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apple_pi

Why is it that when you integrate a function, you get the area under the curve?

  • one year ago
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  1. apple_pi
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    @experimentX @ParthKohli @mayankdevnani

    • one year ago
  2. mayankdevnani
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    The area between the graph of y = f(x) and the x-axis . This formula gives a positive result for a graph above the x-axis, and a negative result If the graph of y = f(x) is partly above and partly below the x-axis, the formula given below generates the net area. That is, the area above the axis minus the area below the axis.

    • one year ago
  3. mayankdevnani
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    http://www.mathwords.com/a/area_under_a_curve.htm

    • one year ago
  4. estudier
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    "Why is it that when you integrate a function" This is a little bit broad (there are functions that u can integrate that do not give the area under "the" curve). Maybe you mean over an interval....

    • one year ago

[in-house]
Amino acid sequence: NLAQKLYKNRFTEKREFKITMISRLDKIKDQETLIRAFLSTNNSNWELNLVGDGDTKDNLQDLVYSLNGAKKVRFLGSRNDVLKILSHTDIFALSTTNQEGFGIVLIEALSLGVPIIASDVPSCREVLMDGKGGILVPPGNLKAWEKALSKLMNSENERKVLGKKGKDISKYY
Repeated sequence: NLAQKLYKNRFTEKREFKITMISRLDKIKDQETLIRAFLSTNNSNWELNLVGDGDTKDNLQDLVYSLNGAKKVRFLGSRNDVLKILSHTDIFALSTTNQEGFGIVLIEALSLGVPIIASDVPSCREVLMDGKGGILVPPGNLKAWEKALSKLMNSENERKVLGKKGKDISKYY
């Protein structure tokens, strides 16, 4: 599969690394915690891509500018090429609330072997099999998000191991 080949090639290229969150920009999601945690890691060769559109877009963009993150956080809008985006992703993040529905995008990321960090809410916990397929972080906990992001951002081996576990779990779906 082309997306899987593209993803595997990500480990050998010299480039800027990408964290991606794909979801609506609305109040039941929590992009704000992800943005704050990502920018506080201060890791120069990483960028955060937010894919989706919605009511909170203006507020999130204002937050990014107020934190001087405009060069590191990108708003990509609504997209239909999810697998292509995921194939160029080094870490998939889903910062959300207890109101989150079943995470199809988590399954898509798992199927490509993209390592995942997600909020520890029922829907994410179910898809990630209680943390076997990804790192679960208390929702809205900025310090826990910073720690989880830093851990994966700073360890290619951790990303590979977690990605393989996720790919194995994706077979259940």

5. Algebraic!
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    |dw:1350736162407:dw|

    • one year ago
  6. Kainui
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    Area has a unit of meters squared, right? (m^2) So in order to do that, we have a function with a bunch of lengths. Since there are an infinite amount of points on a graph, we do magical calculus trickery and multiply each point on the graph by it's infinitesimally small width that's nearly 0 but isn't. Then we add them all up and get the area under the curve. So for example, if we have the graph y=2x and want to know the area under the curve from 1 to 3 we would set up this: \[\int\limits_{1}^{3}2x*dx\] Give yourself a second to really admire what's going on here. The big "S" is literally the letter S and it means "sum" all the areas from 1 to 3. And inside we see that we have 2x which is a height and dx which is a width, giving you an area. Now if we were to do this by hand (which is impossible) we would just start saying: (2*1)*dx+(2*1.00000001)*dx+(2*1.00000002)*dx+(2*1.00000003)*dx+... until we got to 3. Of course, I showed the decimals as ending at around 7 decimal spaces, but really that's just to convey the idea across since there are really points between the ones I'm adding up there. So magically we add up an infinite number of rectangles with infinitely small area and somehow it's becomes a real area, pretty weird. Another example to show that it's an area, let's consider the square here and find the area with both geometry and calculus!

    • one year ago
  7. satellite73
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    in fact you do not you get the area under the curve if the function is positive it is an fact the definition of the area, the limiting value of sum of the area of the rectangles as the bases gets smaller and smaller

    • one year ago
  8. satellite73
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    *it is IN FACT the definition of the area"

    • one year ago
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